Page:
Dr Death, Dead At 8323 Jun 2011
I have discussed assisted suicide in the past, and I personally feel that it should be legalized. Who wants to die a long painful death? Don’t human beings suffer enough in life? The law says we must suffer in death too.
Dr Jack Kevorkian, also known as ‘Dr Death’ was someone who was a firm believer in assisted suicide, having admitted to assisting 130 of his terminally ill patients to take their last breath before nature intended.
Dr Kevorkian graduated from the University of Michigan Medical School in 1952. He first began advertising for ‘death counselling’ for terminally ill patients. Then in 1990, he assisted his first terminally ill patient, a 54 year old woman who was diagnosed with Alzheimer’s disease.
Because of his first assisted suicide, the State of Michigan revoked his medical licence in 1991, despite this, Dr Death still continued on euthanizing his patients. And was subsequently charged with second degree murder and began a 10 – 25 year sentence in prison in 1999.
Kevorkian served 8 years of his term and was released on parole in 2007 after claims that he himself was terminally ill with hepatitis C. He was released on the terms that he did not assist anyone in suicide, or treat any patients who had a disability
or were over the age of 62.
Kevorkian stuck to his agreement and only lobbied to legalise assisted suicide and euthanasia in the US. It is legal in only three US states.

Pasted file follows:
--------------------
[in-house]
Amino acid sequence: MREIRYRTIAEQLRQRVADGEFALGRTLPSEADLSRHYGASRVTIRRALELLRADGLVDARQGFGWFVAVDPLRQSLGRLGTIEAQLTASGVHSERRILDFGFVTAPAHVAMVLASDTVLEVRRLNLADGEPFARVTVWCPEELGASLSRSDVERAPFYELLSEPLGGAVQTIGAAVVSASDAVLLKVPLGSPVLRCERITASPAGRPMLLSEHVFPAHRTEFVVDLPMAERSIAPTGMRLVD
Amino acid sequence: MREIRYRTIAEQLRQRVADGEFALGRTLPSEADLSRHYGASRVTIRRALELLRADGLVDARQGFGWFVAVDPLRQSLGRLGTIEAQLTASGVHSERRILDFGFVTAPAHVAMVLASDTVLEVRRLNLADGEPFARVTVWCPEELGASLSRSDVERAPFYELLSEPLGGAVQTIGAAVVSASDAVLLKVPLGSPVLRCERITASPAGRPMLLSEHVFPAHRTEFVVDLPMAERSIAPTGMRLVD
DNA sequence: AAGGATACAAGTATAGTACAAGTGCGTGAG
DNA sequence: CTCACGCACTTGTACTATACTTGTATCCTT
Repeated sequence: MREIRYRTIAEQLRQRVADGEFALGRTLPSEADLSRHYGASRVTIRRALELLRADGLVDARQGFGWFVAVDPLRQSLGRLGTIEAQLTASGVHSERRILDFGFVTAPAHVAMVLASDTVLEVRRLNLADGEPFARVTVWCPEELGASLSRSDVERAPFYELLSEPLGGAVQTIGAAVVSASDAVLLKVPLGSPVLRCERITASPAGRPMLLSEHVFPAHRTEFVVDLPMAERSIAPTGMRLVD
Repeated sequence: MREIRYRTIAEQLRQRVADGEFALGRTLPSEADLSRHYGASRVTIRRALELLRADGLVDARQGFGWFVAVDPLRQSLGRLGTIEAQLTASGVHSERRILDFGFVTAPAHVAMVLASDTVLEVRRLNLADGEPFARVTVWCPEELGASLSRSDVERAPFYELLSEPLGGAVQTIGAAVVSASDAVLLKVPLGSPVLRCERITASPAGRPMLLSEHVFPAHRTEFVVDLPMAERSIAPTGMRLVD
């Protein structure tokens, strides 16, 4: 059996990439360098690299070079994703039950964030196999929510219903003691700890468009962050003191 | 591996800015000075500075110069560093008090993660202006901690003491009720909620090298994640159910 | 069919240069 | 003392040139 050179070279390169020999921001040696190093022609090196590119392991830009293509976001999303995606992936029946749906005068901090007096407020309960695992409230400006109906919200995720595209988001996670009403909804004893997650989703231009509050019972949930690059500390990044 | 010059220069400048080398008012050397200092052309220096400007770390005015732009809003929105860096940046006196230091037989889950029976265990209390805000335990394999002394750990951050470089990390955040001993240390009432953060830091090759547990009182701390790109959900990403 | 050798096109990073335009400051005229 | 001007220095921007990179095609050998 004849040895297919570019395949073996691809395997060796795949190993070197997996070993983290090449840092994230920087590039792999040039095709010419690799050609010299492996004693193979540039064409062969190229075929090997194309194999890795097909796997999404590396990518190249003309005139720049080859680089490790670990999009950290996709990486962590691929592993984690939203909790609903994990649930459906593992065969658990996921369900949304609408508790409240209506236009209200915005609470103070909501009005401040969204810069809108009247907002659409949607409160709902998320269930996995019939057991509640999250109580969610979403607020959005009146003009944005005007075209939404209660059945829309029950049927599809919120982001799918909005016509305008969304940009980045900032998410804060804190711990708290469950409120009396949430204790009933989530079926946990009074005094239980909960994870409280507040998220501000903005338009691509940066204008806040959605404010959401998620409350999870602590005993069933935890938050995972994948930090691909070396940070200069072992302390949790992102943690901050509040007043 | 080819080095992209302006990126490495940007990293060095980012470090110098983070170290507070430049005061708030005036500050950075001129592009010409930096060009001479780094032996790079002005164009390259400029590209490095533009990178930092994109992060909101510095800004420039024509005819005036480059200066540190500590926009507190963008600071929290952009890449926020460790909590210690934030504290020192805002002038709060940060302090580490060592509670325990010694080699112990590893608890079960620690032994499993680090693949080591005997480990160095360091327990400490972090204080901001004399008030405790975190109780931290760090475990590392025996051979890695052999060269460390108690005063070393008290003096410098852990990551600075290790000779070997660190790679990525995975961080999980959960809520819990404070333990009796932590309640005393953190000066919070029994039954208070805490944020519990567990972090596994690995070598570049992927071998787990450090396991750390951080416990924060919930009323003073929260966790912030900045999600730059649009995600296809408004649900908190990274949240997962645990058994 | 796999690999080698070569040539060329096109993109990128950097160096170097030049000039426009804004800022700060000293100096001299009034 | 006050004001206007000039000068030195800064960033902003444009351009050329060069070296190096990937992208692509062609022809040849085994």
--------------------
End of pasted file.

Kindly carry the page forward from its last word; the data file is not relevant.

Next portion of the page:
Claims were made against Kevorkian during his murder trial, that 60% of his patients weren’t actually terminal. During some of their autopsies, no illness was found.
Earlier this month on the 3rd June, Dr Kevorkian passed away in hospital in Michigan. He was admitted with complications from Hepatitis C and pneumonia. He died a painless death according to his attorney.
Ned McGrath, who is a member of the Archdiocese of Detroit stated: "It is both ironic and tragic that Kevorkian himself was afforded a dignified, natural death in a hospital, something he denied to those who came to him in desperation, only to be poisoned and have their bodies left in places such as vans and motel rooms".
I highly disagree that dying in a hospital bed is ‘dignified’. I wonder if Mr McGrath has ever watched a loved one suffer from a debilitating illness until they painfully pass on. I doubt it. I hope that one day euthanasia will be legalized. We deem it cruel to watch a pet suffer from illness or injury, and choose to put them to sleep, when they have no voice to express what they want. Yet, we force family members to ‘hold on’ through horrific pain, losing all dignity ect for our own selfish reasons.